miaw-logo-2015
Photo Credit: LevisaLaser.com

Did you know that Oct. 4 -10 is Mental Health Awareness Week?   That’s right, this awareness week began in 1990 when the U.S. Congress recognized the National Alliance on Mental Illness (NAMI) for all of their work to educate and increase awareness around mental illness. This year, to commemorate this event, NAMI created web and social media initiatives to help break down the facts and figures around mental illnesses.

To contribute to their online initiatives, below are great organizations to follow on the web.

Mental Health Information:

Eating Disorder Specific:

A Note of Caution:

While navigating the world wide web for helpful mental health resources, keep in mind that finding accurate information, specifically positive body image websites and social media sites, can be challenging and risky. The good news is that social media websites are starting to monitor individuals who are using certain words and pictures on their pages. The bad news is that many individuals on social media websites find loop holes.  For example, the social media website Instagram took steps to ban pro-mia and pro-ana hashtags as well as other triggering images. However, despite their best efforts, users worked around this policy by adding or deleting one letter in a hashtag and this resulted in thousands of potentially harmful images being shared with Instagram users.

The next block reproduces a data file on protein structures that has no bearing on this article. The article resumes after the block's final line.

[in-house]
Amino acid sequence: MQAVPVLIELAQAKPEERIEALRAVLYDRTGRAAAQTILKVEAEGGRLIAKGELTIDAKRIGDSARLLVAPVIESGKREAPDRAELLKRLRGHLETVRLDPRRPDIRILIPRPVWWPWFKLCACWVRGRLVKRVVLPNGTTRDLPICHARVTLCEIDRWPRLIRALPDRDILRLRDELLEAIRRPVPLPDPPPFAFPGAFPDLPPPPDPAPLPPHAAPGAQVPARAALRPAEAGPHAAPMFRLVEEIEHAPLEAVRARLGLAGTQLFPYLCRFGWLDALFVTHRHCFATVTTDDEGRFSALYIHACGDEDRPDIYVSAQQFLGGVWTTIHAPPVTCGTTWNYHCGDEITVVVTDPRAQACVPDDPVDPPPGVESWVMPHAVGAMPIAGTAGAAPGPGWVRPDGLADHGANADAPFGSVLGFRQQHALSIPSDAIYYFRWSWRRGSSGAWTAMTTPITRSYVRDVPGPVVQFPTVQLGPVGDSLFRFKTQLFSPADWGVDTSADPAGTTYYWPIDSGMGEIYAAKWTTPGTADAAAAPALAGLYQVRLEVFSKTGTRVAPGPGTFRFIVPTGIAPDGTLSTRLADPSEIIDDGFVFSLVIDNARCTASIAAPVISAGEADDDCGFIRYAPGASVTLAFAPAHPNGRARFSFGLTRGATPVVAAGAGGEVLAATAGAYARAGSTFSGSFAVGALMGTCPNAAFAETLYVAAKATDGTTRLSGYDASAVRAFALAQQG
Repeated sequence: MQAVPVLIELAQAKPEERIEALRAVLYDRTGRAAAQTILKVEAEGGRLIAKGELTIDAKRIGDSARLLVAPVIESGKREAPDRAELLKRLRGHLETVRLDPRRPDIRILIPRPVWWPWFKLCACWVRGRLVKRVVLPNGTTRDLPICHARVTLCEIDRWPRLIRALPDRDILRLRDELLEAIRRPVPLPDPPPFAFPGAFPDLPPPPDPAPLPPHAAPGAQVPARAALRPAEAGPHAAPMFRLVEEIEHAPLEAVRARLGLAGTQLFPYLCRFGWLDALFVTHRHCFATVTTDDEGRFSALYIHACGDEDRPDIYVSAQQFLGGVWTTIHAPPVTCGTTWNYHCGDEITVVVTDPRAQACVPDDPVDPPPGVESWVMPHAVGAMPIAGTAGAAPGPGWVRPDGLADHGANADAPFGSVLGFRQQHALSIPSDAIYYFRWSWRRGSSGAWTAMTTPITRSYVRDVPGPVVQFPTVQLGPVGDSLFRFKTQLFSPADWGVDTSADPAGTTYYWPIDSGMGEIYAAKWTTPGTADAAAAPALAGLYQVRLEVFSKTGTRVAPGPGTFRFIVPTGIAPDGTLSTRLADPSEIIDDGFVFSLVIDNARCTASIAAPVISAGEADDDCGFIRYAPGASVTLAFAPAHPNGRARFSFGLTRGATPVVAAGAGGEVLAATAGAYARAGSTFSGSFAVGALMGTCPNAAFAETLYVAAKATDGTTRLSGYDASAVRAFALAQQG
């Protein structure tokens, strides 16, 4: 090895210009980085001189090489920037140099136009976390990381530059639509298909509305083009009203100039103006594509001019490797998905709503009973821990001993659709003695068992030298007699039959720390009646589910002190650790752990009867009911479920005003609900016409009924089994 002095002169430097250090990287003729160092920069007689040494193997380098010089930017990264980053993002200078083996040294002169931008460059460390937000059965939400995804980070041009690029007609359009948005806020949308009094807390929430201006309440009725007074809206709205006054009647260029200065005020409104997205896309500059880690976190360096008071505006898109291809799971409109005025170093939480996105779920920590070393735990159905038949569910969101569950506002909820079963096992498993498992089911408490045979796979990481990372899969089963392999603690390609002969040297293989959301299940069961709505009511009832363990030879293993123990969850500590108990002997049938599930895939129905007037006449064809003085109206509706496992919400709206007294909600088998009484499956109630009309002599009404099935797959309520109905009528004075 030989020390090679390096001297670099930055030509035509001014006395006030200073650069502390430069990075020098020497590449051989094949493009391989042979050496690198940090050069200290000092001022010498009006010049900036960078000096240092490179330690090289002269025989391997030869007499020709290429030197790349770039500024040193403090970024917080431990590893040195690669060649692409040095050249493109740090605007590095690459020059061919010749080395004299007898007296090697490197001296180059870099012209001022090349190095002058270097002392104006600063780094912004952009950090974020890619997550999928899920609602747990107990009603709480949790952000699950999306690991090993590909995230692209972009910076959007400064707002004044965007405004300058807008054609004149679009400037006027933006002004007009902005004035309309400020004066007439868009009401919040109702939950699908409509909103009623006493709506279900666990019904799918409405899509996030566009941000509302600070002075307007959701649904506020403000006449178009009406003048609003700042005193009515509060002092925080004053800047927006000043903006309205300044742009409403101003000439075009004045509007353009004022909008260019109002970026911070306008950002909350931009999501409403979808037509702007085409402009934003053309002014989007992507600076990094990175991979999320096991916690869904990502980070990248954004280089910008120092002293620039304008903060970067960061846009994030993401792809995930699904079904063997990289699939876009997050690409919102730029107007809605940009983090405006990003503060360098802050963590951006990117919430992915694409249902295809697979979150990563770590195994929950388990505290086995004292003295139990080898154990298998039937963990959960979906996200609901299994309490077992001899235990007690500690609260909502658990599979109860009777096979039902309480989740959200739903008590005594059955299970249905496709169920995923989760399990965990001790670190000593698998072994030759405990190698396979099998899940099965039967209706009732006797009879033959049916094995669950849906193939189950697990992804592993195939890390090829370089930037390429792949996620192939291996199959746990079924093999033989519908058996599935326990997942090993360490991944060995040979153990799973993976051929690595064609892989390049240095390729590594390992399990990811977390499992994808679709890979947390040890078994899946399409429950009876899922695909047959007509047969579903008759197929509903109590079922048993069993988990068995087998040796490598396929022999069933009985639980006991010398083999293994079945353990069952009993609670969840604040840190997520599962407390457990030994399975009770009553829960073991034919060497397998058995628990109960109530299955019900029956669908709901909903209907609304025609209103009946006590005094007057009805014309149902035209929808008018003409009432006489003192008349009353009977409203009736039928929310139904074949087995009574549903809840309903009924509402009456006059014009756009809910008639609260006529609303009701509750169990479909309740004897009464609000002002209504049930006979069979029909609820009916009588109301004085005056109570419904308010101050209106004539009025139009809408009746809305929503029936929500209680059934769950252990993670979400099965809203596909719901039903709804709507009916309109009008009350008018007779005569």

What are some other great mental health web resources we should know about? Leave us a comment below.

####

About the author:

portiaPortia Kimbis is the Marketing and Community Relations Associate for Walden’s S. Windsor Clinic. Formerly, she was a Residential Treatment Assistant at Rushford, an adolescent boy’s rehabilitation program. Prior to that, she worked as a Senior Patient Coordinator for the OB/GYN Department at the Cornell Medical College at New York Presbyterian Hospital in New York City. Ms. Kimbis is enjoying her role at Walden and feels her position is allowing her to learn more about the mental health field and eating disorders. In her free time, she volunteers at Forgotten Felines, a cat shelter where she takes care of felines who need homes.  She also enjoys yoga and traveling.  Ms. Kimbis received her Bachelor’s degree from the University of Connecticut in 2013 with a double major in Psychology and Human Development and Family Studies.